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Battle of Szigetvár
The Battle of Szigetvár was a monumental battle in the small fort of Szigetvár in Hungary in 1566 between the defending forces of the Kingdom of Hungary under the leadership of Croatian ban Nicholas Šubić Zrinski, and the invading army of the Ottoman Empire under Sultan Suleiman the Magnificent.
The entrenched Croatian forces of Zrinski, "...two thousand and three hundreds of them", held off a vast Ottoman army (more than 90,000 men and 300 cannons) for several weeks. Despite being undermanned and greatly outnumbered, the imperial army would not send any reinforcements from Vienna.
After many days of exhausting and bloody struggle, the defenders retreated into the Old City; with the majority of Croats already dead, their last stand. Turks have tried to lure Zrinski into submission, offering him rule over all of Croatia (of course, under their suzerainty). To no avail: "...nobody will point his finger on my children in contempt." In the morning, September the 7th, the all-out attack by the Turks began: fireballs, "Greek fire", concentrated cannonade, fusillade. Soon, the last Croat stronghold within Siget was set ablaze. The entire Turkish army swarmed against the Old City, drumming and yelling, "..their flags darkening the skies." Zrinski prepared for the last charge, addressing his brothers-in-arms: "..Let us go out from this burning place into the open and stand up to our enemies. Who dies - he will be with God. Who dies not - his name will be honoured. I will go first, and what I do, you do. And God is my witness - I will never leave you, my brothers and knights!" In the last decisive battle Zrinski was first wounded, then killed. Only seven defenders managed to get through Turkish lines. Historians consider that the Turks lost 18,000 cavalrymen and 7,000 elite janissaries. The jannissary corps was decimated.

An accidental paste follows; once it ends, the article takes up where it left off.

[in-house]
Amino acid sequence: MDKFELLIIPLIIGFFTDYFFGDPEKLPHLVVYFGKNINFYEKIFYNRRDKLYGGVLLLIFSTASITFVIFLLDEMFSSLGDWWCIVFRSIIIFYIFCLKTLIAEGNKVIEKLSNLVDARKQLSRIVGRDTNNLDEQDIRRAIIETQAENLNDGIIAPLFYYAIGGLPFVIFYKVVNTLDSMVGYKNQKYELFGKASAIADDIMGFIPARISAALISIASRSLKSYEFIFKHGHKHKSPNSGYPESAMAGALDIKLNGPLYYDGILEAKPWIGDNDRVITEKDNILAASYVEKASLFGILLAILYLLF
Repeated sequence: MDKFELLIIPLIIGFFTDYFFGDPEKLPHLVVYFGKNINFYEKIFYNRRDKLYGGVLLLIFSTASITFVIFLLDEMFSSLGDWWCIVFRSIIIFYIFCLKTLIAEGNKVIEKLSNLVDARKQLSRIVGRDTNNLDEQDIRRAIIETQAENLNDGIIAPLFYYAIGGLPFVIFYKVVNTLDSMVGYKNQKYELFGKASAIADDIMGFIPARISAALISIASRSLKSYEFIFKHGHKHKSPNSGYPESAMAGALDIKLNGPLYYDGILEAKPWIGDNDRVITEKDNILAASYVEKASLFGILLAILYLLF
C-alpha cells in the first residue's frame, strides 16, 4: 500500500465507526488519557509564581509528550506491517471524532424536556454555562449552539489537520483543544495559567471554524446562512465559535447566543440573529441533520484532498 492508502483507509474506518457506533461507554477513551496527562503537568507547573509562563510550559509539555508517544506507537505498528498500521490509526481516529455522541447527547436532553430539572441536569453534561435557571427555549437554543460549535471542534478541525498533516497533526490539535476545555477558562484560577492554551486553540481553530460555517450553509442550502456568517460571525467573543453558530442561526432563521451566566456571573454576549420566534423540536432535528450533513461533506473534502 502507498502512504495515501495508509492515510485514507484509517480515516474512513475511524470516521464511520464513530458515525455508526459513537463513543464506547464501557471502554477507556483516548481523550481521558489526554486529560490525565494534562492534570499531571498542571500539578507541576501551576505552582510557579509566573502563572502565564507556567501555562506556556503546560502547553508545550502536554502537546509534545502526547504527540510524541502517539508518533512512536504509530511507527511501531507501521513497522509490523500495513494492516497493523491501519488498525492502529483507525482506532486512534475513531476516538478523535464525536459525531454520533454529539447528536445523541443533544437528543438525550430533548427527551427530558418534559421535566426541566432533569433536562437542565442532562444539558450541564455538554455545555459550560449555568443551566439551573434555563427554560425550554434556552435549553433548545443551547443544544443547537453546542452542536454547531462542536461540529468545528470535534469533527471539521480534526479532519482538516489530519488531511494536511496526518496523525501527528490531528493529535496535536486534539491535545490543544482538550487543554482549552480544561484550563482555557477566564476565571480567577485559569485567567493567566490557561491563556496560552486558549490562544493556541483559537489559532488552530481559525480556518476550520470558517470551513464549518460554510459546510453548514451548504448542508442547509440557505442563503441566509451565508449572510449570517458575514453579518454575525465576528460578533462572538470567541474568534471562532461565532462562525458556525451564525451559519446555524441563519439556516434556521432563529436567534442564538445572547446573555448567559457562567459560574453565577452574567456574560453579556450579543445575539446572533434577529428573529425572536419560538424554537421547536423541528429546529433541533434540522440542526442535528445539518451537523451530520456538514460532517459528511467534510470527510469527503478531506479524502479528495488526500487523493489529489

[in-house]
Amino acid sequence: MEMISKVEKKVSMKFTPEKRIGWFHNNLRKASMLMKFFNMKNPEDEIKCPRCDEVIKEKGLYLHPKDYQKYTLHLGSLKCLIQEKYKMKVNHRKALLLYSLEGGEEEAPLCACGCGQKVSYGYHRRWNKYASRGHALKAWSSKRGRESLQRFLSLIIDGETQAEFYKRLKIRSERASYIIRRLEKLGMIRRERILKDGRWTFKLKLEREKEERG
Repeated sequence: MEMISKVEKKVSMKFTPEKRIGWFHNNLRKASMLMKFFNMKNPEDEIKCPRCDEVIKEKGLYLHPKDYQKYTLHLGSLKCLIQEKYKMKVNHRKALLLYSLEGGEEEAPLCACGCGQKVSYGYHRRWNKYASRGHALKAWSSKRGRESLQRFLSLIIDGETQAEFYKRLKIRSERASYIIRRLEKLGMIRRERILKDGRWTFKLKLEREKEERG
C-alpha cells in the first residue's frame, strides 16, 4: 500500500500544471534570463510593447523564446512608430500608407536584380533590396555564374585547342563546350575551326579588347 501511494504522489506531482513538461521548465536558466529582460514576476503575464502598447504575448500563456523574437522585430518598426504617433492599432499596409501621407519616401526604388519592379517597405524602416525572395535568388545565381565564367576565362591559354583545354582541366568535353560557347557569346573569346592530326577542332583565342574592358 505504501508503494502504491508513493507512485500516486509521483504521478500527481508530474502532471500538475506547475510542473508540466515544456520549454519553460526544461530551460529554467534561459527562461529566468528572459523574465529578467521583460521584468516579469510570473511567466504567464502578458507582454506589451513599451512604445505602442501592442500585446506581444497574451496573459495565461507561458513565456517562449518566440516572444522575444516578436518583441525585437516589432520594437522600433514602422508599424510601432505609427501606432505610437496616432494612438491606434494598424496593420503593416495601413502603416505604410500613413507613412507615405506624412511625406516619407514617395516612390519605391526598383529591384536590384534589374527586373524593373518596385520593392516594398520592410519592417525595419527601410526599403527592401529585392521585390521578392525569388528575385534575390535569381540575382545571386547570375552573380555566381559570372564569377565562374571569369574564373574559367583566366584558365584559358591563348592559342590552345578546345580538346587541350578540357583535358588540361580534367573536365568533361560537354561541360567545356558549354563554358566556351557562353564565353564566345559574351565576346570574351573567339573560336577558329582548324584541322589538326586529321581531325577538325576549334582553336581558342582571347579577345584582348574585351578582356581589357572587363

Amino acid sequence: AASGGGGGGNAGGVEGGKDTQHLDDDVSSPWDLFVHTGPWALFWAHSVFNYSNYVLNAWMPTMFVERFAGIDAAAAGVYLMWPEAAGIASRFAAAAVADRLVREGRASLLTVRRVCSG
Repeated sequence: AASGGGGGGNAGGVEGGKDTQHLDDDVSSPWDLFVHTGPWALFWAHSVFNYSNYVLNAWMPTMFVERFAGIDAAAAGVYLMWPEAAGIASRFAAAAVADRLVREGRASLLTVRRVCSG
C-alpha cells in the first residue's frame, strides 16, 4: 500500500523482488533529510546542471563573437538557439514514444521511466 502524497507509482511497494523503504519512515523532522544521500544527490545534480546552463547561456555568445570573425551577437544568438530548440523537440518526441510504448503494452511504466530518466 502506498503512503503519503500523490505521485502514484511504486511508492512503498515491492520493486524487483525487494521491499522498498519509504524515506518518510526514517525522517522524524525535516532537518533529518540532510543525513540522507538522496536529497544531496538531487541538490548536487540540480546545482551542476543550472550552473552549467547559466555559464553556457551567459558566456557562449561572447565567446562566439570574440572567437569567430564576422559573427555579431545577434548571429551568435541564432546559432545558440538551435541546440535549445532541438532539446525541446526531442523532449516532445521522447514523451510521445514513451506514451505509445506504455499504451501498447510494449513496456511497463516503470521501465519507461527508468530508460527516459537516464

The huge Ottoman army, the best Suleyman the Magnificent (who died during the siege) could gather, suffered heavy losses and was ultimately stopped in its tracks.
The battle was immortalized in the epic poem The Peril of Sziget (Szigeti Veszedelem in Hungarian) (1664) by Zrinski's great-grandson, Nicholas Zrinski, also a ban of Croatia. This was one of the first such epics in the Hungarian language.
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